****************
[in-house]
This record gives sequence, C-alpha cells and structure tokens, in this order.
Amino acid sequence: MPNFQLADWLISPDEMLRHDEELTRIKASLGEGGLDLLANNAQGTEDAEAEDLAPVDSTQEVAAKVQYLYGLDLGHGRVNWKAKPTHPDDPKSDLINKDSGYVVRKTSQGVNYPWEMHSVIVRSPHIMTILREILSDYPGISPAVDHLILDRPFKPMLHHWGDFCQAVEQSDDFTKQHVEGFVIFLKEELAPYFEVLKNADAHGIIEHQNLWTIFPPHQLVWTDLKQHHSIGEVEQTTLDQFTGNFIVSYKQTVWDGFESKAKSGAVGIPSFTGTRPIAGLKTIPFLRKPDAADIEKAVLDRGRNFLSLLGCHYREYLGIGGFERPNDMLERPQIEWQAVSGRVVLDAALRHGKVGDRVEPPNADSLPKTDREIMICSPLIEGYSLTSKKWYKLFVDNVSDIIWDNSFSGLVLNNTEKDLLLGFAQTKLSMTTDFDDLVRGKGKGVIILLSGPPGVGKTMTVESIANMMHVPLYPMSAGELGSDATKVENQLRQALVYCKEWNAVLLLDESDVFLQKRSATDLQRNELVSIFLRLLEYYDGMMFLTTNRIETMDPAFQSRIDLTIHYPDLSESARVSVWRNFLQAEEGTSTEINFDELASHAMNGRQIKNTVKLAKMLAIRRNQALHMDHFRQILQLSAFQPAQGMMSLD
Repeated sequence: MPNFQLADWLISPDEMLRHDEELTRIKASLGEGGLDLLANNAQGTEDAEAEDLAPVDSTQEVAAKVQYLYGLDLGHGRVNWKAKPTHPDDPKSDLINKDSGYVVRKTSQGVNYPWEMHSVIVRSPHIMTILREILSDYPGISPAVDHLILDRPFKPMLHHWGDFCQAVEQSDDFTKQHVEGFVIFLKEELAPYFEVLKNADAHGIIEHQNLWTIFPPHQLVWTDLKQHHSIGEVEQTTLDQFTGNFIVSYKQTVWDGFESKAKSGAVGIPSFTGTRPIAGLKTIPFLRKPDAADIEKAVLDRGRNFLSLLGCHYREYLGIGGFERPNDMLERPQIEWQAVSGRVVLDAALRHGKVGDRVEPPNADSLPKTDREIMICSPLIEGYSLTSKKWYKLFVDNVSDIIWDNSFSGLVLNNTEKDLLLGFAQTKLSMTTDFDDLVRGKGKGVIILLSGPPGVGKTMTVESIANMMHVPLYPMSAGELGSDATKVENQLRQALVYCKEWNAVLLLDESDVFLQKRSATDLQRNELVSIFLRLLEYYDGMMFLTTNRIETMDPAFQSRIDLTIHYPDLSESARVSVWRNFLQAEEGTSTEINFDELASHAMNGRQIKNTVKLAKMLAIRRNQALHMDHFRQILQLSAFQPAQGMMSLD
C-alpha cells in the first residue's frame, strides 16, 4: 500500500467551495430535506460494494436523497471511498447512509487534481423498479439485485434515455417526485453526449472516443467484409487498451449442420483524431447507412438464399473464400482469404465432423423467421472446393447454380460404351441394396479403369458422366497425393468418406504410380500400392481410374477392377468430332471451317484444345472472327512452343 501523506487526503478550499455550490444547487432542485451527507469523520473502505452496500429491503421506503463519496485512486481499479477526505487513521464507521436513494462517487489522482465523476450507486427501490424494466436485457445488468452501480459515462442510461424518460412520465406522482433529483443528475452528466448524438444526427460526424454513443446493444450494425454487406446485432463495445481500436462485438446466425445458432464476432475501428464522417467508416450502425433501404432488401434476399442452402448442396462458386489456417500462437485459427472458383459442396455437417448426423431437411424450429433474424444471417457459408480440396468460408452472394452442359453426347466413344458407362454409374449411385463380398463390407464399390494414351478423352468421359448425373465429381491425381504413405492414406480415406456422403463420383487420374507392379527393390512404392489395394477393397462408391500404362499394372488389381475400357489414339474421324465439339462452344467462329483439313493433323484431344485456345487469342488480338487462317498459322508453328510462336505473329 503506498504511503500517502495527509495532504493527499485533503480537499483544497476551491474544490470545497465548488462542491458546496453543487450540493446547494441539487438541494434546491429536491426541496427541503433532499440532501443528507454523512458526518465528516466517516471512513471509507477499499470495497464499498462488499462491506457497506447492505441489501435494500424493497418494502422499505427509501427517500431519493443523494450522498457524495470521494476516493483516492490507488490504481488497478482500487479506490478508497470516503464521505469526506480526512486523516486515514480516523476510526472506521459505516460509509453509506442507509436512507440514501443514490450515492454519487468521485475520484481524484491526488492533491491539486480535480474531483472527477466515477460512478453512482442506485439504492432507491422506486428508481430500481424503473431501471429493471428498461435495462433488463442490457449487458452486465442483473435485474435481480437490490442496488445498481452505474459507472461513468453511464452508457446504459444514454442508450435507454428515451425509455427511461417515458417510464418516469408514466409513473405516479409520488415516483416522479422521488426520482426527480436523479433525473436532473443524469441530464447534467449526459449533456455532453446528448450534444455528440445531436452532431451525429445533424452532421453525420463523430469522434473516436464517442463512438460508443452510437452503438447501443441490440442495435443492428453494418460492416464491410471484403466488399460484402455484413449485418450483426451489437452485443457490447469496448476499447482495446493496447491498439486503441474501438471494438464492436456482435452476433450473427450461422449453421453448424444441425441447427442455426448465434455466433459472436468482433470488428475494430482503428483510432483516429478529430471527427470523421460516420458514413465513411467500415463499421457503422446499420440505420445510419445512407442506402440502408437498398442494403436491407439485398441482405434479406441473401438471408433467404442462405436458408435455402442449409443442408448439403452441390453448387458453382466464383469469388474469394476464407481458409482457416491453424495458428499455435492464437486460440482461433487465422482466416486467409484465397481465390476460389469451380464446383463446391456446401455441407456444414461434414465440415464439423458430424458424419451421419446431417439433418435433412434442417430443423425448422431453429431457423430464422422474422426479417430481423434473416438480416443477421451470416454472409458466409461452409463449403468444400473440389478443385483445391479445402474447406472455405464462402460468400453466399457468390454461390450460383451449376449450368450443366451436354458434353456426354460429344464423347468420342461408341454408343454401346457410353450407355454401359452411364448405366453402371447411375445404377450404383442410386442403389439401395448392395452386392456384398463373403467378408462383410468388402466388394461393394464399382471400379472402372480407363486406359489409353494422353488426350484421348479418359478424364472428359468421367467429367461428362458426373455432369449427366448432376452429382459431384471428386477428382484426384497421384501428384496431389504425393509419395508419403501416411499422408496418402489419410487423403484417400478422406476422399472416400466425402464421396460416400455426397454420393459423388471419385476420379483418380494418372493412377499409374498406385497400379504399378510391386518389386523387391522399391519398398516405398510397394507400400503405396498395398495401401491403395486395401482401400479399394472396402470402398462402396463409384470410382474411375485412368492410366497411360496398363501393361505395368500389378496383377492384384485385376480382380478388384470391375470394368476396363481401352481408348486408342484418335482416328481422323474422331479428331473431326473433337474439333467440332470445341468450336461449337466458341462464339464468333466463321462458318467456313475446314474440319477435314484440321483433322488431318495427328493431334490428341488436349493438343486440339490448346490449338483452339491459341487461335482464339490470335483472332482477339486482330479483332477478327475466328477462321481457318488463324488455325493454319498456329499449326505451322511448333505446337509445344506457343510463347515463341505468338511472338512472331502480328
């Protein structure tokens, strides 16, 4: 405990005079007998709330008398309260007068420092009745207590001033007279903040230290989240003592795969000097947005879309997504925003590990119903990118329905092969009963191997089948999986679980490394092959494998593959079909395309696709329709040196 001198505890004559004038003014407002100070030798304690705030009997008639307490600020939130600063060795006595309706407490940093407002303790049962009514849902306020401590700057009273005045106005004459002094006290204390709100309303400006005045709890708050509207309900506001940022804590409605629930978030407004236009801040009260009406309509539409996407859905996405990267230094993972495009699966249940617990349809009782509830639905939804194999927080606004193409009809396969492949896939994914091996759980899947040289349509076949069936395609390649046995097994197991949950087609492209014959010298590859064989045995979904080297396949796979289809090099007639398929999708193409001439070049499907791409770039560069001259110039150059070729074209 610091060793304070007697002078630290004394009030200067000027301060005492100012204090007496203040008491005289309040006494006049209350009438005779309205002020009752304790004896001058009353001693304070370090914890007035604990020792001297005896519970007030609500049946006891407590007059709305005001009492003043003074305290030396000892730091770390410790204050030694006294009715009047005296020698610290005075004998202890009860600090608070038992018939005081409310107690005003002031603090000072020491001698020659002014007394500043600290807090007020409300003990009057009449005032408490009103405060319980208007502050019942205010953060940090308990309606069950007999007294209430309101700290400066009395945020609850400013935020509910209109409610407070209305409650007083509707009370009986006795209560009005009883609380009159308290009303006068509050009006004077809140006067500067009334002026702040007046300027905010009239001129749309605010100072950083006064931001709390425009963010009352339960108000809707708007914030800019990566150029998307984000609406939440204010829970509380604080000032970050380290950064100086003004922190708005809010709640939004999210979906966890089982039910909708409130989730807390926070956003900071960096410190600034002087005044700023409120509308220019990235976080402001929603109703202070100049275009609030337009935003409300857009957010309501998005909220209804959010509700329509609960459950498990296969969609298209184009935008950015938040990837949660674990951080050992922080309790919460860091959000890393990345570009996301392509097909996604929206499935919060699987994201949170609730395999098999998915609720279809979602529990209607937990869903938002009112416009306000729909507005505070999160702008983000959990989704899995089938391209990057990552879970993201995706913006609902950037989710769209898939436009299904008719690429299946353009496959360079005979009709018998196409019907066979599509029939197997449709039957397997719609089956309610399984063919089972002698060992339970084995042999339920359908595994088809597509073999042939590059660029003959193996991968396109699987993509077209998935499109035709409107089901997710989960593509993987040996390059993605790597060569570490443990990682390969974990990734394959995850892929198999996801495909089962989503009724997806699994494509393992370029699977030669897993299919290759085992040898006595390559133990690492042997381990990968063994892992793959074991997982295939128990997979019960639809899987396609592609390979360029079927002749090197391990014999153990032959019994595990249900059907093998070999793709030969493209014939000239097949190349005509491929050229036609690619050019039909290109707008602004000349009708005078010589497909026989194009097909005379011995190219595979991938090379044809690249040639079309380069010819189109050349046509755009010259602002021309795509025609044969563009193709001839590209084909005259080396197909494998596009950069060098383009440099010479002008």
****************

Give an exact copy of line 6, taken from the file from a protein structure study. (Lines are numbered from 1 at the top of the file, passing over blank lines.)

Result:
């Protein structure tokens, strides 16, 4: 405990005079007998709330008398309260007068420092009745207590001033007279903040230290989240003592795969000097947005879309997504925003590990119903990118329905092969009963191997089948999986679980490394092959494998593959079909395309696709329709040196 001198505890004559004038003014407002100070030798304690705030009997008639307490600020939130600063060795006595309706407490940093407002303790049962009514849902306020401590700057009273005045106005004459002094006290204390709100309303400006005045709890708050509207309900506001940022804590409605629930978030407004236009801040009260009406309509539409996407859905996405990267230094993972495009699966249940617990349809009782509830639905939804194999927080606004193409009809396969492949896939994914091996759980899947040289349509076949069936395609390649046995097994197991949950087609492209014959010298590859064989045995979904080297396949796979289809090099007639398929999708193409001439070049499907791409770039560069001259110039150059070729074209 610091060793304070007697002078630290004394009030200067000027301060005492100012204090007496203040008491005289309040006494006049209350009438005779309205002020009752304790004896001058009353001693304070370090914890007035604990020792001297005896519970007030609500049946006891407590007059709305005001009492003043003074305290030396000892730091770390410790204050030694006294009715009047005296020698610290005075004998202890009860600090608070038992018939005081409310107690005003002031603090000072020491001698020659002014007394500043600290807090007020409300003990009057009449005032408490009103405060319980208007502050019942205010953060940090308990309606069950007999007294209430309101700290400066009395945020609850400013935020509910209109409610407070209305409650007083509707009370009986006795209560009005009883609380009159308290009303006068509050009006004077809140006067500067009334002026702040007046300027905010009239001129749309605010100072950083006064931001709390425009963010009352339960108000809707708007914030800019990566150029998307984000609406939440204010829970509380604080000032970050380290950064100086003004922190708005809010709640939004999210979906966890089982039910909708409130989730807390926070956003900071960096410190600034002087005044700023409120509308220019990235976080402001929603109703202070100049275009609030337009935003409300857009957010309501998005909220209804959010509700329509609960459950498990296969969609298209184009935008950015938040990837949660674990951080050992922080309790919460860091959000890393990345570009996301392509097909996604929206499935919060699987994201949170609730395999098999998915609720279809979602529990209607937990869903938002009112416009306000729909507005505070999160702008983000959990989704899995089938391209990057990552879970993201995706913006609902950037989710769209898939436009299904008719690429299946353009496959360079005979009709018998196409019907066979599509029939197997449709039957397997719609089956309610399984063919089972002698060992339970084995042999339920359908595994088809597509073999042939590059660029003959193996991968396109699987993509077209998935499109035709409107089901997710989960593509993987040996390059993605790597060569570490443990990682390969974990990734394959995850892929198999996801495909089962989503009724997806699994494509393992370029699977030669897993299919290759085992040898006595390559133990690492042997381990990968063994892992793959074991997982295939128990997979019960639809899987396609592609390979360029079927002749090197391990014999153990032959019994595990249900059907093998070999793709030969493209014939000239097949190349005509491929050229036609690619050019039909290109707008602004000349009708005078010589497909026989194009097909005379011995190219595979991938090379044809690249040639079309380069010819189109050349046509755009010259602002021309795509025609044969563009193709001839590209084909005259080396197909494998596009950069060098383009440099010479002008």